Stacked Vias

Stacked vias stand out as one of the most intricate features in PCB design, often reserved for the most complex and space-constrained circuits. These are not just any vias; they are a series of vias that are precisely aligned and stacked one atop the other through various circuit board layers. Their implementation is a testament to advanced engineering precision and is particularly useful in applications where space optimization is paramount, such as in multi-layer, high-speed circuitry.

The process of creating stacked vias is a dance of precision engineering involving several lamination cycles. Each cycle is a step where different layers of the PCB are pressed and heated to form a solid, unified board. Between these cycles, every via is carefully plated to ensure electrical continuity, filled with a non-conductive or conductive epoxy to provide structural integrity, and then planarized to create a flat surface for subsequent layers. This meticulous process ensures that each stacked via maintains a robust connection through all the layers it traverses.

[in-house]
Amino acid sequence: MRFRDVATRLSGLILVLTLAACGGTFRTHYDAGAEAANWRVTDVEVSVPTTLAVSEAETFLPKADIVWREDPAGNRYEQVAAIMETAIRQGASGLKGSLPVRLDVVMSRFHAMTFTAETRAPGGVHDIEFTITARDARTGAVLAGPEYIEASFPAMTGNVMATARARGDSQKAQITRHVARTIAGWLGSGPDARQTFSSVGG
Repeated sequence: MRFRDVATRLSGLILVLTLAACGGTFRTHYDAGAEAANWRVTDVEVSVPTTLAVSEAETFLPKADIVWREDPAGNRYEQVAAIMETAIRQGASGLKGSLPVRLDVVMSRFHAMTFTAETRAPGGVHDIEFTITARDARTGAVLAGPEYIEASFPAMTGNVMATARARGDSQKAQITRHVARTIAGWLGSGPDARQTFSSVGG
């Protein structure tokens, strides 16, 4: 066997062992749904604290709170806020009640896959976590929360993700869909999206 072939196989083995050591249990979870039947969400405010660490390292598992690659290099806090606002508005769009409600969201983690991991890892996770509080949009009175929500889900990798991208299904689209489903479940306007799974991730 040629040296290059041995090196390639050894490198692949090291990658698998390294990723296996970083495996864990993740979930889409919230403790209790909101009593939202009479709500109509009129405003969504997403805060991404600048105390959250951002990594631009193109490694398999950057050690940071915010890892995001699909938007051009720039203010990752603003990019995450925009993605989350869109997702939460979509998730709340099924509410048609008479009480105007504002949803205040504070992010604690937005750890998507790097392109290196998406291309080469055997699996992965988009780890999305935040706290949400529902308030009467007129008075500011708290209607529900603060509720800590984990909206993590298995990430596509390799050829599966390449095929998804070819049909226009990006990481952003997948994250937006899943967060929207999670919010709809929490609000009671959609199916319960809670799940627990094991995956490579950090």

The complexity of this process cannot be overstated. It requires not only state-of-the-art manufacturing equipment but also a high degree of coordination between the PCB design team and the manufacturing floor. The precision with which the vias must be aligned across layers means that any deviation, no matter how slight, can lead to a failed connection and potentially a scrapped circuit board.

From a cost perspective, stacked vias represent a significant investment. The time and labor involved in their creation, along with the required advanced machinery and materials, contribute to the overall cost of the PCB. Additionally, the increased manufacturing time and the heightened risk of production errors can further drive up expenses.

PCB with multiple sets of blind vias and through holes

Multiple sets of blind vias and through holes require extra processing.

Specialized PCB Processes

Copper-Plated Shut Vias